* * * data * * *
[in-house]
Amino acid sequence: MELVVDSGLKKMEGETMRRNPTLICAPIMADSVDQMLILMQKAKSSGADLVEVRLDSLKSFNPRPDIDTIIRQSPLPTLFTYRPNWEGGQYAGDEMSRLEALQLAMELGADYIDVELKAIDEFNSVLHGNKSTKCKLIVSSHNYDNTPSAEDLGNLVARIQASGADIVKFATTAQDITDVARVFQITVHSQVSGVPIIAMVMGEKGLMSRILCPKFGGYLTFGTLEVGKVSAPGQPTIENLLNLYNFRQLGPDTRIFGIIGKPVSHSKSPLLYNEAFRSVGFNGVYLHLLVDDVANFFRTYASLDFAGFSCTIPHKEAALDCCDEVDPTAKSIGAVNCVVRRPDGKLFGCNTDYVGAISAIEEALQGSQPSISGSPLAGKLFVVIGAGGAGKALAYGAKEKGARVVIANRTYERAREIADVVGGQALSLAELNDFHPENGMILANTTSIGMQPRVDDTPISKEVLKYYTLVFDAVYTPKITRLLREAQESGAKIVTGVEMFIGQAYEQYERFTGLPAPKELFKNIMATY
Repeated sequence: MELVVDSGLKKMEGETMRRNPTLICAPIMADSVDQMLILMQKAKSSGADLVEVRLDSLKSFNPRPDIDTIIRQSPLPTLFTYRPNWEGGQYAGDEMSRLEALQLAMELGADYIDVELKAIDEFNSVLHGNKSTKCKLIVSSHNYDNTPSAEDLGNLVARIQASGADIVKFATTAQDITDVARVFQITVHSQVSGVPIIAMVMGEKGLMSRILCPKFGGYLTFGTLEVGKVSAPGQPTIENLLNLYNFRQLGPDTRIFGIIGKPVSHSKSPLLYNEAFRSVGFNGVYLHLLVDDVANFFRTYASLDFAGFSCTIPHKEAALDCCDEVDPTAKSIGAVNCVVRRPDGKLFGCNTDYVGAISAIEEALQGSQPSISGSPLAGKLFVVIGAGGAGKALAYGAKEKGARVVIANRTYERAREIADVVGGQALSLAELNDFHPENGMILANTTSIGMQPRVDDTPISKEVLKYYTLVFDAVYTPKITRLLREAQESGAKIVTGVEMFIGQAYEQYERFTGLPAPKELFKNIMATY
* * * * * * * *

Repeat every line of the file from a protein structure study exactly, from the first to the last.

[in-house]
Amino acid sequence: MELVVDSGLKKMEGETMRRNPTLICAPIMADSVDQMLILMQKAKSSGADLVEVRLDSLKSFNPRPDIDTIIRQSPLPTLFTYRPNWEGGQYAGDEMSRLEALQLAMELGADYIDVELKAIDEFNSVLHGNKSTKCKLIVSSHNYDNTPSAEDLGNLVARIQASGADIVKFATTAQDITDVARVFQITVHSQVSGVPIIAMVMGEKGLMSRILCPKFGGYLTFGTLEVGKVSAPGQPTIENLLNLYNFRQLGPDTRIFGIIGKPVSHSKSPLLYNEAFRSVGFNGVYLHLLVDDVANFFRTYASLDFAGFSCTIPHKEAALDCCDEVDPTAKSIGAVNCVVRRPDGKLFGCNTDYVGAISAIEEALQGSQPSISGSPLAGKLFVVIGAGGAGKALAYGAKEKGARVVIANRTYERAREIADVVGGQALSLAELNDFHPENGMILANTTSIGMQPRVDDTPISKEVLKYYTLVFDAVYTPKITRLLREAQESGAKIVTGVEMFIGQAYEQYERFTGLPAPKELFKNIMATY
Repeated sequence: MELVVDSGLKKMEGETMRRNPTLICAPIMADSVDQMLILMQKAKSSGADLVEVRLDSLKSFNPRPDIDTIIRQSPLPTLFTYRPNWEGGQYAGDEMSRLEALQLAMELGADYIDVELKAIDEFNSVLHGNKSTKCKLIVSSHNYDNTPSAEDLGNLVARIQASGADIVKFATTAQDITDVARVFQITVHSQVSGVPIIAMVMGEKGLMSRILCPKFGGYLTFGTLEVGKVSAPGQPTIENLLNLYNFRQLGPDTRIFGIIGKPVSHSKSPLLYNEAFRSVGFNGVYLHLLVDDVANFFRTYASLDFAGFSCTIPHKEAALDCCDEVDPTAKSIGAVNCVVRRPDGKLFGCNTDYVGAISAIEEALQGSQPSISGSPLAGKLFVVIGAGGAGKALAYGAKEKGARVVIANRTYERAREIADVVGGQALSLAELNDFHPENGMILANTTSIGMQPRVDDTPISKEVLKYYTLVFDAVYTPKITRLLREAQESGAKIVTGVEMFIGQAYEQYERFTGLPAPKELFKNIMATY